A further instance of the programme’s embrace of modern-day technology to aid appreciation of the past lay in its computer recreations of the very gas chambers and bunkers into which deportees and prisoners were herded. Frequently, the camera adopted the point of view of somebody actually being led down into a bunker, through a warren of corridors and catacombs, and invariably ending up in some vast metallic cavern. Behind us the door would then be closed and bolted, and the lights turned out. These were perhaps the most frightening moments of all. Moreover, these weren’t merely projected simulations or hypothetical animations; they were based on the very architectural plans commissioned and adopted by the Nazi regime at the time. Seldom does television affect you in such a manner as to leave you physically trembling.

In something of a self-conscious cliffhanger, the episode ended with the portentous arrival in the camp of the infamous human experimenter Dr Josef Mengele (motto: “I gave life in Auschwitz; I did not take it”), who equally infamously lived in exile in South America until his death in 1979. Given how this series has already been a masterpiece of documentary-making, you almost dare not imagine how it can go on to adequately tackle such a man as Mengele. Nor is it possible to console yourself with the thought that from hereon in things got better in the Nazi concentration camps. Even when Germany was losing the war, they only got worse and worse.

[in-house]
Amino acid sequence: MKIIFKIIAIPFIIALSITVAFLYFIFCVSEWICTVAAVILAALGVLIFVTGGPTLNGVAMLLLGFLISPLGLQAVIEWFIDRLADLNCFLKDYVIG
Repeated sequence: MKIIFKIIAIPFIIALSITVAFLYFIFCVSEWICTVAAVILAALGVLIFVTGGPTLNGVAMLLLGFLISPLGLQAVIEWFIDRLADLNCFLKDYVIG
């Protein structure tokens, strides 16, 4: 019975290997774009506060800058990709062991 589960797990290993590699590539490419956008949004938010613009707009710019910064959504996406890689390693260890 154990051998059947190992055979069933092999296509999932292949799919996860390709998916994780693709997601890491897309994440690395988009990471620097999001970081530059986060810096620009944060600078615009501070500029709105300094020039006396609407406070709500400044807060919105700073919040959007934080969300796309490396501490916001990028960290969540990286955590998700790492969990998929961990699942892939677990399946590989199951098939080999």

The man behind the series, Laurence Rees, led the same team who made the correspondingly impressive The Nazis – A Warning From History back in the mid-1990s, and reviewed on OTT a whole half decade ago. It’s telling that, since then, programmes about aspects of the Holocaust and the “final solution” have appeared in these pages time and again: Band of Brothers, including its dramatised account of the liberation of a camp in Western Europe; Conspiracy, recreating the precise meeting where mass extermination of Jews became official Nazi policy; the same story of Auschwitz told over 30 years ago in The World at War; When Hitler Invaded Britain, posing the fiction of how the same agenda would have been pursued in this country; and Island at War, plotting the very real consequences of how the Nazis did pursue just such an agenda in the Channel Islands.

Some would argue this reflects how television’s interest in World War II is an obsession, mining a steadily diminishing seam. Others believe a mere six TV accounts of the Holocaust are almost not nearly enough where a whole six million stories could be told.